Grammar, lesson 1

This is a memory from my university years, studying linguistics in French and English. My teachers then had a talent for giving examples – examples that I still remember 15 years later.

So there was this campaign promoting lamb’s lettuce (!) at the time when I was supposed to learn about theme vs rheme. And time has proved the catch line was just what I needed to remember it forever!

What you want to talk about = theme.

What you want to say about it = rheme.

It’s that simple: La mâche, ça change de la salade. (Lamb’s lettuce, it’s a change from lettuce)


Excuse me, do you speak Earthian?

Although not a big fan of sci-fi, I’m always fascinated by the way we imagine other forms of life and other tyna'vi_pas bizarrepes of civilization. Fascinated, as well as disappointed: what our imagination creates never seems to reach the infinite possibilities of what could exist. And then I come across this article gently making fun of Star Trek writers for imagining a planet with 18 billion people and only 3 languages. Ha ha, so simplistic! So, I read the article and Chomsky is quoted, together with the universal features of the languages we know on Earth. And apparently “Chomsky has even argued that if a Martian linguist were to come to Earth, they’d conclude that all 6 billion of us speak just one language“. I mean, it’s Chomsky, right ? What can I say… Just that linguists inventing languages for sci-fi movies will have to puzzle over different forms now. Not “same, but different”, because that’s still earthian dialects, but DIFFERENT different. Bon courage !


Pay attention: it may not be as foreign as you think.

What do linguists do? They probably don’t agree on this (either). Well, some of them are historians, or archaeologists, of words. Check out what their job is about in this super-simple, gorgeous TED-Ed animation that also reminds us that languages are far more than a linguistics matter. They ask questions – and sometimes give answers – about our histories, our societies, our politics.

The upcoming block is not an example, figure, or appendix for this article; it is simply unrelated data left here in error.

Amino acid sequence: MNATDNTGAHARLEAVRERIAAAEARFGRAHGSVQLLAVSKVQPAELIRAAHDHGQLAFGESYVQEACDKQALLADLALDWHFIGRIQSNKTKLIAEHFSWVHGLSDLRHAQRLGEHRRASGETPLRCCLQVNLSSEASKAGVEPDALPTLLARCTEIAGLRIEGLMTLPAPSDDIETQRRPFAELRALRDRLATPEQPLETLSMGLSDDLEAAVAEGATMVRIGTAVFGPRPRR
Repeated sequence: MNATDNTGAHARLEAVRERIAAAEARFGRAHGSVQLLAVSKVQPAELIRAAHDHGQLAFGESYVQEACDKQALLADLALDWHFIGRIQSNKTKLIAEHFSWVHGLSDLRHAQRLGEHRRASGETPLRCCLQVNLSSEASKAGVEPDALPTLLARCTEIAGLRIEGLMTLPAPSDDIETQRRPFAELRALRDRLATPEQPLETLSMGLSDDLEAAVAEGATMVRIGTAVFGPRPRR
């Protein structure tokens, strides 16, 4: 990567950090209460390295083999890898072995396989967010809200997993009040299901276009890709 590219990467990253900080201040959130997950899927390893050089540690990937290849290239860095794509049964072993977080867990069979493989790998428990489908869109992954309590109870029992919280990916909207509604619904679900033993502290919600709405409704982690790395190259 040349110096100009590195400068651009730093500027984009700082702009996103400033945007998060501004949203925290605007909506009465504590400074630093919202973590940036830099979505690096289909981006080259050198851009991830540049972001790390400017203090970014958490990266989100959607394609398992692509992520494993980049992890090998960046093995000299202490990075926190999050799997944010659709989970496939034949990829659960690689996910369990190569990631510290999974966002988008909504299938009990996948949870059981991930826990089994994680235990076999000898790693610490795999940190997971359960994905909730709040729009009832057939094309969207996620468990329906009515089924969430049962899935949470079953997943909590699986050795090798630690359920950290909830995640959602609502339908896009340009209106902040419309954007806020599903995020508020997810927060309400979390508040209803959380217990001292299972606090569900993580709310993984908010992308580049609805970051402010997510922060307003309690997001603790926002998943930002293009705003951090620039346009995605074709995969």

Do you know a good language school there?

That’s a question I often get from students or friends travelling to France. They trust me for having taught there for several years, which was, I have to say, a fruitful experience. The thing is that there isn’t one school that is good for everyone, nor one teacher, so I get a little embarrassed to give a strait answer.

However, there is a relevant clue that can help assessing the quality of a school: their use of education technologies. They’re equiped with smartboards? Fine. They have a computer room? A bit old-fashioned, but why not. ilabThey provide a tablet with each registration? Good. All those tools are cool, they are fun and often a way for a language institution to show how modern and professionnal it is. Many teachers are trained to use those technologies efficiently, adding dynamics to their lessons. “Dynamics”. Not “interactions”. Interactions in the language being our goal.

Now if the website claims that the school offers an interactive learning BECAUSE they use technology, then you know the marketing guy doesn’t know a thing about language learning. Digital white boards are not interactive, neither are tablets. Interaction in language is based on communication, and communication only exists if there are at least two conscious persons trying to address each other. No such thing when you’re studying on a software. Communication and interaction involve people. Some institutions offer special classes based on the technology tool: you’ll have computer classes, tablet classes, and so on. Just run away: you want to learn a language, right? So the point should be the skills that you will build, and the people you’re going to use these skills with, not the type of screen involved.

It’s a money-saving method for big, international language institutes to develop softwares and to get rid of skilled and experimented teachers. That’s why the emphasis is put on convincing the customers that they will learn better with a machine. But you want better than that. You deserve better. You deserve to have a real person with real skills, real empathy and real interaction capacity to help you achieve your goal of learning a foreign language.

You picked the right language to learn



That is, IF you’re currently learning French, IF you’re planning to use it by 2050 and IF the study led by Natixis is somehow right. Mainly due to French speakers presence on all continents and its widespread use in several growing African countries, this language’s “rayonnement” isn’t over. This article on Forbes summarizes the results of the study, and may give you motivation and confidence to keep brushing up your French.